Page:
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Re: [UndoManager] Re-introduce DOMTransaction interface?

From: Ryosuke Niwa <rniwa@webkit.org>
Date: Mon, 9 Jul 2012 09:41:45 -0700
Message-ID: <CABNRm626OSTBq+LF5YNhfQCy0yQuV2PaFr7eYBjMRqd6JiG5Sw@mail.gmail.com>
To: "Tab Atkins Jr." <jackalmage@gmail.com>
Cc: James Graham <jgraham@opera.com>, public-webapps@w3.org
On Mon, Jul 9, 2012 at 7:30 AM, Tab Atkins Jr. <jackalmage@gmail.com> wrote:

> On Fri, Jul 6, 2012 at 12:09 PM, Ryosuke Niwa <rniwa@webkit.org> wrote:
> > On Fri, Jul 6, 2012 at 1:46 AM, James Graham <jgraham@opera.com> wrote:
> >> On 07/06/2012 02:01 AM, Ryosuke Niwa wrote:
> >>> On Thu, Jul 5, 2012 at 4:27 PM, Ojan Vafai <ojan@chromium.org> wrote:
> >>>> In your version, you need to remember the order of the arguments,
> which
> >>>> requires you looking it up each time. If we do decide to add the
> >>>> DOMTransaction constructor back, we should keep passing it a
> dictionary
> >>>> as
> >>>> it's argument. Or maybe take the label and a dictionary as arguments.
> >>>
> >>> That's true of almost all other Web APIs when used in ECMAScript 5. I'm
> >>> not
> >>> sympathetic to the argument that you have to remember orders in which
> >>> arguments appear because that's true of all functions in ES5, C++, and
> >>> various other programming languages.
> >>
> >> That just isn't true. Many web APIs solve the lack of named arguments in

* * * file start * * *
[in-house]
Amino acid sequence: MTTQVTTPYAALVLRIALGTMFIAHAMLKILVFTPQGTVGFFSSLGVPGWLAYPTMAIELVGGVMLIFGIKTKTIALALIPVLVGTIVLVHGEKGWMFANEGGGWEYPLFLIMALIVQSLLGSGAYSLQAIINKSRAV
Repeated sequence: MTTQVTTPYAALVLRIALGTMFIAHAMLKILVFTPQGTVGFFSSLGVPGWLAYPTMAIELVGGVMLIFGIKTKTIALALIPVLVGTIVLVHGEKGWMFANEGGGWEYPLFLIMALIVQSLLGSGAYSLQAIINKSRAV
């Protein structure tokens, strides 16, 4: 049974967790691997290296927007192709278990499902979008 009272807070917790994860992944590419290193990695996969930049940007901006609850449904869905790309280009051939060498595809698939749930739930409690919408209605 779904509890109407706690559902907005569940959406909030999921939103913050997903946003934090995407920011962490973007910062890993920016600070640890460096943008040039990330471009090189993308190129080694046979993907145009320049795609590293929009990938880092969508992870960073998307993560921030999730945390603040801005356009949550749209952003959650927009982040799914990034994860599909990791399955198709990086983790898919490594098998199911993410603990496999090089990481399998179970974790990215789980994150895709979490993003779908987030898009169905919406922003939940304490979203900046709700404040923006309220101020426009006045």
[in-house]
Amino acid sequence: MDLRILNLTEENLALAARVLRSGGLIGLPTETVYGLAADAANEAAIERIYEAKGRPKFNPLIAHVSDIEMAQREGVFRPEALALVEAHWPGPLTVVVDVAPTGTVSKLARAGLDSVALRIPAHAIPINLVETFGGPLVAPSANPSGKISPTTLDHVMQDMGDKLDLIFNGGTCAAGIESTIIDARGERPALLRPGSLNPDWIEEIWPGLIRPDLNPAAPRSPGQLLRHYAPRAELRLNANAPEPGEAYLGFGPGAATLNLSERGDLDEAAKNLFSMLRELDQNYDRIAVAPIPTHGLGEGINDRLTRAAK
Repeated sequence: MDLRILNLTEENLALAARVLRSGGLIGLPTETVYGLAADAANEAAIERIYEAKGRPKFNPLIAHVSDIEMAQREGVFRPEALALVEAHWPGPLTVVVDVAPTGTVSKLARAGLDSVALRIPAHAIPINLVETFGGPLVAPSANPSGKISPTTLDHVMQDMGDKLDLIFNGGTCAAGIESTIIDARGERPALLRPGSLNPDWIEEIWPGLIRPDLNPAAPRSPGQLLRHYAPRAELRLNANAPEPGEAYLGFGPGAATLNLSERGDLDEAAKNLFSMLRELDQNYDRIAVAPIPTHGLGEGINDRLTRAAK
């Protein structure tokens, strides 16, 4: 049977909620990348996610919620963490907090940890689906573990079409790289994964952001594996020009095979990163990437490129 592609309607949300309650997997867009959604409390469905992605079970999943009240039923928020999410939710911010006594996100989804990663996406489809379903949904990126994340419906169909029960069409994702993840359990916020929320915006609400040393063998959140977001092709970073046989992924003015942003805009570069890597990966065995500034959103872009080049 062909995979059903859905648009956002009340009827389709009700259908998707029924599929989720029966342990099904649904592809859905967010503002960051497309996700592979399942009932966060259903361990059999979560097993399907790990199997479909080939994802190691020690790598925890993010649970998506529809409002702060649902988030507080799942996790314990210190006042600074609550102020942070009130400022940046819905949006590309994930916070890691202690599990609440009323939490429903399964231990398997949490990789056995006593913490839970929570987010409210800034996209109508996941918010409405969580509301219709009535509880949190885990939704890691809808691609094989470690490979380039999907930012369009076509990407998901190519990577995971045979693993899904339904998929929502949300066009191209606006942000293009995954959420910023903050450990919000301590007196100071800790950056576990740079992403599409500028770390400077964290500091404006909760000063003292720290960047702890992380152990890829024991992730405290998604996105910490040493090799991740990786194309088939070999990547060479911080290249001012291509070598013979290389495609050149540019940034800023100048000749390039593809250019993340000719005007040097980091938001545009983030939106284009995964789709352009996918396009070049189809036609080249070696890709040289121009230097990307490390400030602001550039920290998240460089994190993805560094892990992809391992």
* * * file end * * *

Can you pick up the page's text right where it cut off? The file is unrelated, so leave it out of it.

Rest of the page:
> >> javascript by accepting an object with arguments. For example both
> jQuery
> >> and prototype use this pattern in their XHR APIs. Insofar as it doesn't
> >> follow this pattern, DOM is very much the odd one out.
> >
> > Okay, it appears to be a miscommunication of terminology here. What I
> meant
> > is DOM APIs in your definition. As Adam said, API fashions come and go.
> We
> > should be making new DOM APIs consistent with existing DOM APIs.
> While API fashions do change, this doesn't appear to be a fashion.  A
> ton of popular libraries have been doing this for years, and it
> doesn't seem to be flagging.  Language-supported variations of this
> pattern exist in other popular languages as well, such as Python.

Yeah, and Python does all other things I don't like e.g. using indentation
instead of { } or begin/end. Also, we're not forced to use named arguments
in Python. If we have a function like:

def transact(execute, undo, redo):

you can call it as either:
transact(execute=a, undo=b, redo=c)
transact(a, b, c)

On the other hand, other popular programming languages like Java and C++
don't support named arguments.

 > I personally find "named arguments" in various library functions annoying
> > especially when there are only few arguments. e.g.
> > parent.appendChild({child: node}); would be silly.
> Come on, Ryosuke, don't strawman.  Obviously when there's only a
> single argument, there's no concerns about remembering the order.  Two
> args are often fine, but PHP shows us quite clearly that's it's easy
> to screw that up and make it hard to remember (see the persistent
> confusion in PHP search functions about whether the needle or haystack
> comes first).  Three and up, you should definitely use named args
> unless there's a strong logical order.  (For example, an API taking a
> source and dest rectangle can reasonably support 8 ordered args,
> because "x,y,w,h" and "source,dest" are strong logical orders.)

In our case, there's a clear logical ordering: execute, undo, redo.

In this case, there is no logical ordering for the callbacks.

But they do!

Anyway, all of this argument doesn't really matter because Yuval's current
proposal doesn't involve 2nd or 3rd arguments. It only has 2 arguments:
label and execute, and undo and redo are set forth by property assignments.

- Ryosuke
Received on Monday, 9 July 2012 16:42:39 UTC

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